The practice of self-service, once lauded for its speed and convenience, is undergoing a serious reevaluation by retail giants such as Walmart, Costco, and other popular stores in the United States.
Self-checkout kiosks, once the savior of hurried shoppers, might soon become a thing of the past. Why are shopping malls having this radical shift?
Increase in losses, mainly due to the theft at self-checkouts
The decision to eliminate these kiosks is not merely capricious; it is backed by a series of challenges that major retail chains have faced in recent times. One of the primary concerns is the significant increase in losses, mainly due to the theft of products by customers themselves.
According to the Journal of Applied Psychology, the theft rate at self-checkout kiosks is four times higher than at registers staffed by employees. This staggering statistic is supported by a survey from VoucherCodesPro.co.uk, revealing that one in five shoppers admits to committing theft during the self-checkout process.
Walmart’s CEO warned that the chain might close some locations
In response to this alarming trend, Walmart’s CEO, Doug McMillion, told CNBC, “Theft is a problem. It’s greater than it has been historically.” Furthermore, he warned that the chain might take drastic measures, such as closing some locations or adjusting product prices if the situation does not improve.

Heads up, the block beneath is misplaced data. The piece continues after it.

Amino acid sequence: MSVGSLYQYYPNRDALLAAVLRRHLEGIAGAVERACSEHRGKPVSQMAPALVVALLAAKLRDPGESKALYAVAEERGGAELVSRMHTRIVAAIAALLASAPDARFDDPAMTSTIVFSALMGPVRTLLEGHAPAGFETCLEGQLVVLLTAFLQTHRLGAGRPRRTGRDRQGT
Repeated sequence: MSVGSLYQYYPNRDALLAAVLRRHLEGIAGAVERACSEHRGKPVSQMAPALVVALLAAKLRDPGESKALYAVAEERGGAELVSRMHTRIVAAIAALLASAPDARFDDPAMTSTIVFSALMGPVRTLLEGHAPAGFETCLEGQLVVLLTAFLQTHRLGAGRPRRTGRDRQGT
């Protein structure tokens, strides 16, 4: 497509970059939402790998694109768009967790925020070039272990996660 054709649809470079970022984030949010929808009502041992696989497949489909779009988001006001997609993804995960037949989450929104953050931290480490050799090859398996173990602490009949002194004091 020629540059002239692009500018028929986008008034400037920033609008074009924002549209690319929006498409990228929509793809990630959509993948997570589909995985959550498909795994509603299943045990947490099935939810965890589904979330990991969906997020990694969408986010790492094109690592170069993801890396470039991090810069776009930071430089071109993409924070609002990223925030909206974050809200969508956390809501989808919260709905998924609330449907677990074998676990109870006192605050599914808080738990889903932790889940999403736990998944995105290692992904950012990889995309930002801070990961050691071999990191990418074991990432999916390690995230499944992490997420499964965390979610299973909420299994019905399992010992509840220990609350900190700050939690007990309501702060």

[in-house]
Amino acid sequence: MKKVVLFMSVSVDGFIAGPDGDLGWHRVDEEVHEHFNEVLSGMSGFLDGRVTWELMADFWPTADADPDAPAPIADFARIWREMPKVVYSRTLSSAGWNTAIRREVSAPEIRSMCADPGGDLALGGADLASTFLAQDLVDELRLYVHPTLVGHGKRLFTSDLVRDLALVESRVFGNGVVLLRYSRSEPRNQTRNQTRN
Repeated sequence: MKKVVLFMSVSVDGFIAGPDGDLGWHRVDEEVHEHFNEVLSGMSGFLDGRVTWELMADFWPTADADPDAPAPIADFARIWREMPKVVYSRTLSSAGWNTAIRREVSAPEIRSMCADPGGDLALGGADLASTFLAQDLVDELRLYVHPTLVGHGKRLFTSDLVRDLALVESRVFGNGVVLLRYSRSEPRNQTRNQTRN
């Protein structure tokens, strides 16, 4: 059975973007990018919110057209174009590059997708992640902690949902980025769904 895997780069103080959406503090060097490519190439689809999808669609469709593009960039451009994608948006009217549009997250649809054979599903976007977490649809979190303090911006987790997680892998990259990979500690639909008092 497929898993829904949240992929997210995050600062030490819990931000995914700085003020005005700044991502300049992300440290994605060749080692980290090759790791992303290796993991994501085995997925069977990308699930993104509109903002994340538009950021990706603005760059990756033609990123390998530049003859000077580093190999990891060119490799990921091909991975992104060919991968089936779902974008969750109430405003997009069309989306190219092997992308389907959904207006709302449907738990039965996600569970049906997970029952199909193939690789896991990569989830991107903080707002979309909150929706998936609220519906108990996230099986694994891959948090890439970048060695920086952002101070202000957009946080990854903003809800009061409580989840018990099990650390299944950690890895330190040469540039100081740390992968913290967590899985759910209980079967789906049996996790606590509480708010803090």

However theft is not the only challenge facing self-checkout kiosks. Errors in purchases have also become a recurring issue. Customers mistakenly marking fruits and vegetables have led to incorrect charges and the need for intervention by staff.
The purchase of alcoholic beverages, on the other hand, adds another layer of complexity, requiring the presence of staff to verify the customer’s age. These inconveniences have prompted a profound reassessment of the actual utility of self-checkout kiosks.
Walmart is not the only chain removing self-checkout
In response to these challenges, Walmart has taken bold steps, removing self-checkout machines from some stores in New Mexico in early 2023. Costco has also acknowledged significant losses associated with this service.
On the flip side, Target has implemented restrictions, limiting shoppers to 10 items or fewer at these kiosks in an attempt to mitigate issues related to theft and purchase errors.
The convenience of self-payment in the world of retail consumption is threatened by significant challenges. Is the end of self-checkout kiosks looming in the United States? Time will tell how these practices will evolve in the ever-changing landscape of retail commerce.